Nutrient concentrations, both total phosphorus and inorganic nitrogen, are relatively low in the euphotic zone and are consistently low from year to year (TABLE 4). The concentration of total phosphorus in the euphotic zone usually remains low all summer, as typified by 1984 data in Figure 7. The total phosphorus concentration increases in the hypolimnion during the summer from less than 15 5g/L in May to more than 80 5g/L in August. Ammonium concentrations also increase in the water near the bottom sediment over the summer to more than 200 5g/L by late August. Because the total phosphorus concentration in the euphotic zone is fairly low, algal biomass in this zone is also fairly low. Secchi depths are deep and the water is clear. However, because phosphorus is much more abundant below 7 m, and because sufficient light for algal growth can penetrate to 12 m in Long Lake, it is at depths from 7 to 12 m that algal biomass is the greatest. At these depths, biomass can reach to 22 5g/L compared to concentrations of less than 5 5g/L above the thermocline.
An unusual pattern in euphotic zone total phosphorus concentrations occurred in 1986. In this year, the total phosphorus concentration increased sharply in the epilimnion in July. This increase was attributed to an unusually severe storm that resulted in a large amount of phosphorus-rich runoff entering the lake. (Note in Figure 4 the sudden rise in lake level at the same time.) In many lakes it would be expected that the increase in phosphorus would be accompanied by an increase in algal biomass (chlorophyll a). However, in this instance, the phytoplankton biomass did not increase and it was found that the algae were nitrogen-limited for a brief period of time (Prepas and Trimbee 1988).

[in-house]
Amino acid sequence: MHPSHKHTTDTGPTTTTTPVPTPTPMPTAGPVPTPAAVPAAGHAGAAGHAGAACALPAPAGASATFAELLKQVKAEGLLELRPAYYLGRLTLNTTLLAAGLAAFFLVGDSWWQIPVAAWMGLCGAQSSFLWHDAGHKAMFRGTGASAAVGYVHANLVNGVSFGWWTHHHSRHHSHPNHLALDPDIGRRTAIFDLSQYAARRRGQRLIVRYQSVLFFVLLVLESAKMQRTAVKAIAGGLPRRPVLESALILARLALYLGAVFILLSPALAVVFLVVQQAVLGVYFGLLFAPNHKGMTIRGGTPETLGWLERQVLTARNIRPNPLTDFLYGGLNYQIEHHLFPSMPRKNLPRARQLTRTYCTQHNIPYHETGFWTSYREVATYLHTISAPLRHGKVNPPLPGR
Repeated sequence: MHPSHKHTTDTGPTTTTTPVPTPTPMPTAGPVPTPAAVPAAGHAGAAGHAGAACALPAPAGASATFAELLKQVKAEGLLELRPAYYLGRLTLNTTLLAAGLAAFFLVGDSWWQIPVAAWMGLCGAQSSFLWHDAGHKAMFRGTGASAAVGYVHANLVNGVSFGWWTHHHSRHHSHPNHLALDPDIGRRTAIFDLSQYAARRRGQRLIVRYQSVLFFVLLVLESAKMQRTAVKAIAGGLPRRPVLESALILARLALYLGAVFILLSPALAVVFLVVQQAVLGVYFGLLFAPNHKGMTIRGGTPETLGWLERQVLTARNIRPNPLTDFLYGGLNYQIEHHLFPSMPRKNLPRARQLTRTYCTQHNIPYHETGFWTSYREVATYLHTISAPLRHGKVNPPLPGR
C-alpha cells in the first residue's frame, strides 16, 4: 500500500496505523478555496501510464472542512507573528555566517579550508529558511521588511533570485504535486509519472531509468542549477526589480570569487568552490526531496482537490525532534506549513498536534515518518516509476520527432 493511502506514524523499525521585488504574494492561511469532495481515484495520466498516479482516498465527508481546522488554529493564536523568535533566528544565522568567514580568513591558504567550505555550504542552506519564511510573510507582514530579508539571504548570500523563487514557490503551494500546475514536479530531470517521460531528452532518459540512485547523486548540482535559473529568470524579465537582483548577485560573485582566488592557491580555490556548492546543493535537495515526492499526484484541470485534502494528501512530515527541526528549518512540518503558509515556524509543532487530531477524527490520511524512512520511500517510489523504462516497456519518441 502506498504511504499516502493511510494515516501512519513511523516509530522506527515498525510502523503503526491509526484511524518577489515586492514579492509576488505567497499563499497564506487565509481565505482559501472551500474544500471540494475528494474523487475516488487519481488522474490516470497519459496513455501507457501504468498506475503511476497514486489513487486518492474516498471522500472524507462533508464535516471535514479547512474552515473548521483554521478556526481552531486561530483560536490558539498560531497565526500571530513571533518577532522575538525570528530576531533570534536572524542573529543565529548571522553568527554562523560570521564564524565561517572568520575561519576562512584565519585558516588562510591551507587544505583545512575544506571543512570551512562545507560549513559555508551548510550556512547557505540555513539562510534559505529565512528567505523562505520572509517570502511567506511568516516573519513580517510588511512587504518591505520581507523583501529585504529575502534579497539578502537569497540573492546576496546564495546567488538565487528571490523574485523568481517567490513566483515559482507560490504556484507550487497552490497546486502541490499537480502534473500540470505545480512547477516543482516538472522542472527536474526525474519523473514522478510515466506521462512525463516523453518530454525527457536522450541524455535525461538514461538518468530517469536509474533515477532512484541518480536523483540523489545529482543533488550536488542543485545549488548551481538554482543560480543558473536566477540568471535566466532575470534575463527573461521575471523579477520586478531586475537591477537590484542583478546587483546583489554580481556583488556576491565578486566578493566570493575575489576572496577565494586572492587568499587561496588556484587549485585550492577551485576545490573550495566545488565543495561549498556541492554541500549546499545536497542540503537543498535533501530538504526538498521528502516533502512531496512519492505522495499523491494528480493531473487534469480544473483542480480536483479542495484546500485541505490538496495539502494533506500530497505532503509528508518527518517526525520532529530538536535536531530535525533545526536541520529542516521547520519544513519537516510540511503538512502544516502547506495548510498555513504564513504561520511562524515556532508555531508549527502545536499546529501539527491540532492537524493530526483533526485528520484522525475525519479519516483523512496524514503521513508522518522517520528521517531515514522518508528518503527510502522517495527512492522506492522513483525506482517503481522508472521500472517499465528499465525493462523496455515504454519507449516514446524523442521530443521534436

Long Lake is a mesotrophic lake, but as most of the algae are below a depth of 7 m, the surface water is much clearer than in many other mesotrophic lakes in Alberta. When the cycling of phosphorus within the lake was examined, it was found that the lake sediment underlying 2.5 to 5 m of water has a high water content (an average of 87% in the top 10 cm). The porewater (water within the sediment) in these shallow areas in Long Lake has a relatively low phosphorus concentration (an average of 249 5g of soluble reactive phosphorus per litre in the top 10 cm) and a high ferrous iron concentration (942 5g/L). The movement of phosphorus from the sediment under shallow water to the water in the euphotic zone was estimated to be between 0.47 and 1.6 mg total phosphorus/m2 per day, throughout the summer. In contrast, the movement of total phosphorus from the deep water across the thermocline into the euphotic zone is insignificant, about 0.01 mg/m2 per day. The external total phosphorus loading is estimated to be 1.03 mg/m2 per day. Therefore, the return of phosphorus from the sediments under shallow water to the euphotic zone constitutes a substantial proportion (31 to 61%) of the total phosphorus load to the euphotic zone of the lake.